or the movies, like
drunk at the NCO club,
drunk at the pool,
drunk out by the wall
or just a solitary
I-don't-need-no-one-else
drunk in the barracks

bored,
a long way from home,
everlasting horny,
we figured we had
plenty
of good reasons to get
drunk,
plus nobody
was shooting at us,
the best
reason
of all to stay drunk
and happy






Guillaume Apollinaire was a French poet, writer and art critic born in 1880 in Italy to a Polish mother. Credited as one of the among the foremost poets of the early 20th century, he is credited with coining the word "surrealism" and writing one of the earliest works described as surrealist, the play Les Mamelles de Tiresias, in 1917.

He suffered severe head wounds during World War I and died two years later at the age of 38 during the Spanish flue pandemic.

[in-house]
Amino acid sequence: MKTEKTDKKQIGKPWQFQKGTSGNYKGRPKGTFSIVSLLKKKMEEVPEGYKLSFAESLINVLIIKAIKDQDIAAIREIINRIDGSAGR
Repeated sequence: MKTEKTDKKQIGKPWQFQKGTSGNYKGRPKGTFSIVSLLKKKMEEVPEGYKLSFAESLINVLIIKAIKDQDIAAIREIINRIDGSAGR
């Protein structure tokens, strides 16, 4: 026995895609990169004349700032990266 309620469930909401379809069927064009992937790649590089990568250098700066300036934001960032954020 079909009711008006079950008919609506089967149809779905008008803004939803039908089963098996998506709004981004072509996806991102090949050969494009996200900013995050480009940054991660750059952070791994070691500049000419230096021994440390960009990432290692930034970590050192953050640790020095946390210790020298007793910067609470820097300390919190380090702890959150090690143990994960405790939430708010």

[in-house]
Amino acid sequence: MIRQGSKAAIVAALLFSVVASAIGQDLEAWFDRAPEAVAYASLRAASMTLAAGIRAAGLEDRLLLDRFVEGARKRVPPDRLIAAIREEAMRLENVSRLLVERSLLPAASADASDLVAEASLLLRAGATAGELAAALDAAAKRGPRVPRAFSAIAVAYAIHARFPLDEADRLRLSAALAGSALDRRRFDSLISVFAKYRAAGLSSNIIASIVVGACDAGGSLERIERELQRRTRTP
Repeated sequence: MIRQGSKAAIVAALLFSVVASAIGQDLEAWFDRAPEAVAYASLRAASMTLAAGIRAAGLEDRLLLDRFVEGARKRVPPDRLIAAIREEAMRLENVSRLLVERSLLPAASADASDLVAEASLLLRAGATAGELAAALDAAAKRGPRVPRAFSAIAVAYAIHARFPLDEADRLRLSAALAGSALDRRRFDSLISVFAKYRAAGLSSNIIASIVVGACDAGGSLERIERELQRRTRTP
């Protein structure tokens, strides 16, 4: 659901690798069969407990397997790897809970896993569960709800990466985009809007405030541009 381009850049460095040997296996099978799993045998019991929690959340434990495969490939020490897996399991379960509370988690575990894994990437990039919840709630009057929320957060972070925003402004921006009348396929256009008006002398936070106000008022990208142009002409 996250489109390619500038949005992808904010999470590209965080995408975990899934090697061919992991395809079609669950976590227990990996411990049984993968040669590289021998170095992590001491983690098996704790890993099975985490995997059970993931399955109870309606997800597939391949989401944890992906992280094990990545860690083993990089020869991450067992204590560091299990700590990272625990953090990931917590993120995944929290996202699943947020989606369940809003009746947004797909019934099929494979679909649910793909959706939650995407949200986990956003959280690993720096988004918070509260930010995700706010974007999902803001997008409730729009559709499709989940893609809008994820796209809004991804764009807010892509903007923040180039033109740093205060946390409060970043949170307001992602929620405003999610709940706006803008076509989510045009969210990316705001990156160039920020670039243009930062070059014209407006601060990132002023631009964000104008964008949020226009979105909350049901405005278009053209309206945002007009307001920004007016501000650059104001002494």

These short poems are from his book Alcools, translated by his great admirer Donald Revell.


Twilight

Brushed by shadows of the dead
At the lawn's end of the day
Columbine undresses entirely naked
And covets her reflection in the pool

A twilight street-magician
Touts tricks to be performed
The untinted sky is constellated
With astral milk

Harlequin the milk-faced magician
Welcomes his audience
Bohemian sorcerers
Fairies and conjurers

Having unhooked a star
He tames it in his arms
His orchestra is a hanged man
Playing the foot-cymbals

A blind man rocks a baby
And doe and fawns go by
A midget observes sadly
The giantism of Harlequin


Annie

On the coast of Texas
Between Mobile and Galveston there is
a big garden filled with roses
There is also a mansion
It is one big rose

A woman walks there often
Alone in the garden
When I cross the lime-tree road
We are face to face

Because she is Mennoite
Her roses and her clothing have no buttons